Temperature isn’t just about how hot or cold it is; humidity plays a role, too. That means that adjusting your home’s thermostat to the perfect temperature also includes considering and adjusting the humidity levels. The humidity level greatly affects your comfort and the overall “real feel” of your home. Understanding how humidity works and the role it plays in your home comfort will help you manage the ideal temperature for your home.
The Connection Between Temperature & Humidity
One tells us the warmness or coldness of the air, an object or a particular space. The other refers to the water content or level of moisture present in the air. The two are intrinsically related to one another. Humidity and temperature are inversely proportional. This means that the warmer the air, the higher the humidity, and the lower the temperature of the air, the lower the humidity.
We see this through the seasons – winter air is dry and summer air is humid. This is because warmer air is capable of holding more moisture while cooler air has less of a capacity to hold moisture. The same goes for the air inside your house. In the winter, you’re more likely to use a humidifier to combat the excessively dry air, while in the summer, you probably use a dehumidifier to lower humidity levels.
Humidity Levels in Your Home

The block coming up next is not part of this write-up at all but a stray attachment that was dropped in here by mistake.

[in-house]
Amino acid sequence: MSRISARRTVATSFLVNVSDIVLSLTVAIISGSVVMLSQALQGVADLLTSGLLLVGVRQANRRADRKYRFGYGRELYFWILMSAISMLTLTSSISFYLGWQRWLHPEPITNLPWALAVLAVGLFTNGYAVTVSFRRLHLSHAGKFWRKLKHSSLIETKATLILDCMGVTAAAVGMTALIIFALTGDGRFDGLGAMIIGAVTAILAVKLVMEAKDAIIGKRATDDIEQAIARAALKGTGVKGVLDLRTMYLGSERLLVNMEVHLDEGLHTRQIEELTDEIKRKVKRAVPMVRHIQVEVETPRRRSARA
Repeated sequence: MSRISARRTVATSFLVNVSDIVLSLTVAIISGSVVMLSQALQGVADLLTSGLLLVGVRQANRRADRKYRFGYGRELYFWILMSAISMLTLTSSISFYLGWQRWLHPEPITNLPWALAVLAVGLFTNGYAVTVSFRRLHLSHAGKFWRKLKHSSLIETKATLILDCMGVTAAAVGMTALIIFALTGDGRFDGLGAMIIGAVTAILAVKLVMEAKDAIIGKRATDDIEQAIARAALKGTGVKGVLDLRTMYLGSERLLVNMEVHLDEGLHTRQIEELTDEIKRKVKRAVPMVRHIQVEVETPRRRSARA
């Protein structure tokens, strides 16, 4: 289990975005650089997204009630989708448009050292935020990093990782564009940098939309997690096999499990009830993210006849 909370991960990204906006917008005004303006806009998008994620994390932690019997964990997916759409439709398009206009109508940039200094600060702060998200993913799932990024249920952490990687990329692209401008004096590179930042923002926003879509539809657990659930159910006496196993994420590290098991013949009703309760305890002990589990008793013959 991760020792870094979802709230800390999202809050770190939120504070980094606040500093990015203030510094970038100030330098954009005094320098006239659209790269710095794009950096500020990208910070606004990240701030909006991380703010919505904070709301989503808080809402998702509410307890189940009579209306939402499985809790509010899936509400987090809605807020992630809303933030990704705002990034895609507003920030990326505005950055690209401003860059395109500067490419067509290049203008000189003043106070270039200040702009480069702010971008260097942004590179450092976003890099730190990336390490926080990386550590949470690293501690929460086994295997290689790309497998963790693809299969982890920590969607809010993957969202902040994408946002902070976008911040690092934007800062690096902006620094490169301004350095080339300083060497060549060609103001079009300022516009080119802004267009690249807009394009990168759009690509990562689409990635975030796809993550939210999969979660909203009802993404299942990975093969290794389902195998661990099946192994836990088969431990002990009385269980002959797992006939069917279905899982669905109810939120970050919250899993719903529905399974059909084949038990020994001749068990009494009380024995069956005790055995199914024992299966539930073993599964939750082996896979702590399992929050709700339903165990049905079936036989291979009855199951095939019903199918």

You might not know that there are optimal home humidity levels. You can notice the effects of both excessive humidity and low humidity in your home. When you set your thermostat, you want to consider the humidity, not just the temperature.
As we mentioned, you likely want to add humidity using a humidifier or whole-home humidifier if your home is excessively dry. This often happens in the winter when it’s cold. However, you don’t want to have excessive humidity because that can make you feel colder. Conversely, high levels of humidity in the summer can make you feel hot and sticky and uncomfortable.
Excessively high humidity levels cause other issues, too. These include:
- Damage to wood furniture
- Growth of mould and mildew
- Overheating and heat exhaustion
On the other hand, a home with extremely low humidity levels can also be problematic. Dry air can worsen allergies, asthma and other conditions. Plus, excessively dry air allows infectious particles to remain airborne longer, therefore increasing the chances of viral infections. Winter typically causes homes to become too dry. If your home is too dry at any time, buy a portable humidifier or install a whole-home humidifier.
Other problems caused by excessively dry air and low humidity levels include:
- Dry and cracked skin and lips
- Itchy and irritated eyes
- Damage to floors and furniture
Optimal Home Humidity Levels
There are optimal home humidity levels for every season. During the winter, aim for humidity levels between 30-50%. In the spring and summer, keep your home’s humidity levels around 40-55%. Maintaining these levels is important to the comfort and health of your family. When you keep your house at the right humidity level, you’re less likely to experience viral infections and other health issues. Plus, your house won’t suffer, either.
There are all kinds of products that can help you maintain the optimal humidity levels for your home, from portable and whole-home humidifiers to smart thermostats and more. You should also stay on top of routine maintenance of your HVAC systems so your indoor air quality remains high.
Improve your home’s humidity and your family’s health.
Delta Air Systems is an established heating company in the Kitchener-Waterloo region. And we’ve been installing, servicing and repairing furnaces since the 1950s and work hard to ensure complete customer satisfaction.